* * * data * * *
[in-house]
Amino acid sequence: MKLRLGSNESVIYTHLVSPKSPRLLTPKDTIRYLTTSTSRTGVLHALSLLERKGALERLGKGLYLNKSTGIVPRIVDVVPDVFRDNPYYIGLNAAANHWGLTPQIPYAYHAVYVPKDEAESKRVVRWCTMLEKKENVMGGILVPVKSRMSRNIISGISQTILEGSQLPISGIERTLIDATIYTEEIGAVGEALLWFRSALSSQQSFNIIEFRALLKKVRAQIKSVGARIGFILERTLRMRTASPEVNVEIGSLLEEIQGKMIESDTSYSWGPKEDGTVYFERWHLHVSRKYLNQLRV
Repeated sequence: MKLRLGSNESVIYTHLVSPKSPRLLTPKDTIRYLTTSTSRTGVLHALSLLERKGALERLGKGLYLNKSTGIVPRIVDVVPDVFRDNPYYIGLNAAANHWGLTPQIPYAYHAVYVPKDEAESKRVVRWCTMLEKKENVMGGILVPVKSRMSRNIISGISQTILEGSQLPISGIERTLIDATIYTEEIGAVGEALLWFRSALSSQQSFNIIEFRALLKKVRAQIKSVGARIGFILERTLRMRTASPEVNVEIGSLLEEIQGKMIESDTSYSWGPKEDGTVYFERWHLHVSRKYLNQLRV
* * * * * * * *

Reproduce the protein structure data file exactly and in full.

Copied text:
[in-house]
Amino acid sequence: MKLRLGSNESVIYTHLVSPKSPRLLTPKDTIRYLTTSTSRTGVLHALSLLERKGALERLGKGLYLNKSTGIVPRIVDVVPDVFRDNPYYIGLNAAANHWGLTPQIPYAYHAVYVPKDEAESKRVVRWCTMLEKKENVMGGILVPVKSRMSRNIISGISQTILEGSQLPISGIERTLIDATIYTEEIGAVGEALLWFRSALSSQQSFNIIEFRALLKKVRAQIKSVGARIGFILERTLRMRTASPEVNVEIGSLLEEIQGKMIESDTSYSWGPKEDGTVYFERWHLHVSRKYLNQLRV
Repeated sequence: MKLRLGSNESVIYTHLVSPKSPRLLTPKDTIRYLTTSTSRTGVLHALSLLERKGALERLGKGLYLNKSTGIVPRIVDVVPDVFRDNPYYIGLNAAANHWGLTPQIPYAYHAVYVPKDEAESKRVVRWCTMLEKKENVMGGILVPVKSRMSRNIISGISQTILEGSQLPISGIERTLIDATIYTEEIGAVGEALLWFRSALSSQQSFNIIEFRALLKKVRAQIKSVGARIGFILERTLRMRTASPEVNVEIGSLLEEIQGKMIESDTSYSWGPKEDGTVYFERWHLHVSRKYLNQLRV